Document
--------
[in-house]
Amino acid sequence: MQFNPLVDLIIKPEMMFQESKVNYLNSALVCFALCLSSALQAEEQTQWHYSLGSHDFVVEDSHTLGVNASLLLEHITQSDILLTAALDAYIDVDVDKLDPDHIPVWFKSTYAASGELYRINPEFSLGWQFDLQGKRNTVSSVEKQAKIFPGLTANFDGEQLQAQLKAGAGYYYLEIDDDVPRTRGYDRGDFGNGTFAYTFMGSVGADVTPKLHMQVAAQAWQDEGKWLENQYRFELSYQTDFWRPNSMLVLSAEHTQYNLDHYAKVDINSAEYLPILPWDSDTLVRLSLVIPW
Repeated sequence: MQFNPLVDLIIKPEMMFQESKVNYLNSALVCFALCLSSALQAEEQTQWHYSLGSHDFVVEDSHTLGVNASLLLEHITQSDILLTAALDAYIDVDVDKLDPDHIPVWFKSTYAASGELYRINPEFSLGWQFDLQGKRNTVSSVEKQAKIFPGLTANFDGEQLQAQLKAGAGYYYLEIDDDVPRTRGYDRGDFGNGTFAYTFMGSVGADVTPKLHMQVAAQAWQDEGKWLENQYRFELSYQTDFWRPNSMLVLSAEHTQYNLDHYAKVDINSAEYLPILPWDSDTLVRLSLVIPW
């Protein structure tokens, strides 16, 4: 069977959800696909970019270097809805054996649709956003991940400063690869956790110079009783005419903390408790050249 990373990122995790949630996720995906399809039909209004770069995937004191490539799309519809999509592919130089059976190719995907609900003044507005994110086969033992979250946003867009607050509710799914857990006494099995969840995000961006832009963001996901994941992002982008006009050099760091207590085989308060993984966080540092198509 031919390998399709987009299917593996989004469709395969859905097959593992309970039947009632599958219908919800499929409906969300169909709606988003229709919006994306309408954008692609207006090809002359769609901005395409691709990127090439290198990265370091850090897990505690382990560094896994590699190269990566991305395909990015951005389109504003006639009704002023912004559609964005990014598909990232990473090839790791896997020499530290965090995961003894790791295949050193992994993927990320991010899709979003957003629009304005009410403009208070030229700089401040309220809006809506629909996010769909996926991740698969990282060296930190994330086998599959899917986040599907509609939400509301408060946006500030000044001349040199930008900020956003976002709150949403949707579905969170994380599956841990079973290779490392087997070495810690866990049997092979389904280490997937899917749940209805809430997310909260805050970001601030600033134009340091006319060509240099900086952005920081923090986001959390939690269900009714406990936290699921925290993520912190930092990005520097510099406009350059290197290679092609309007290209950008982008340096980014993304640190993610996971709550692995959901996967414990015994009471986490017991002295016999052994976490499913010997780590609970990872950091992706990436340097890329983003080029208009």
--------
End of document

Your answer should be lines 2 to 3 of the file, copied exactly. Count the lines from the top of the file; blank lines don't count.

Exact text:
Amino acid sequence: MQFNPLVDLIIKPEMMFQESKVNYLNSALVCFALCLSSALQAEEQTQWHYSLGSHDFVVEDSHTLGVNASLLLEHITQSDILLTAALDAYIDVDVDKLDPDHIPVWFKSTYAASGELYRINPEFSLGWQFDLQGKRNTVSSVEKQAKIFPGLTANFDGEQLQAQLKAGAGYYYLEIDDDVPRTRGYDRGDFGNGTFAYTFMGSVGADVTPKLHMQVAAQAWQDEGKWLENQYRFELSYQTDFWRPNSMLVLSAEHTQYNLDHYAKVDINSAEYLPILPWDSDTLVRLSLVIPW
Repeated sequence: MQFNPLVDLIIKPEMMFQESKVNYLNSALVCFALCLSSALQAEEQTQWHYSLGSHDFVVEDSHTLGVNASLLLEHITQSDILLTAALDAYIDVDVDKLDPDHIPVWFKSTYAASGELYRINPEFSLGWQFDLQGKRNTVSSVEKQAKIFPGLTANFDGEQLQAQLKAGAGYYYLEIDDDVPRTRGYDRGDFGNGTFAYTFMGSVGADVTPKLHMQVAAQAWQDEGKWLENQYRFELSYQTDFWRPNSMLVLSAEHTQYNLDHYAKVDINSAEYLPILPWDSDTLVRLSLVIPW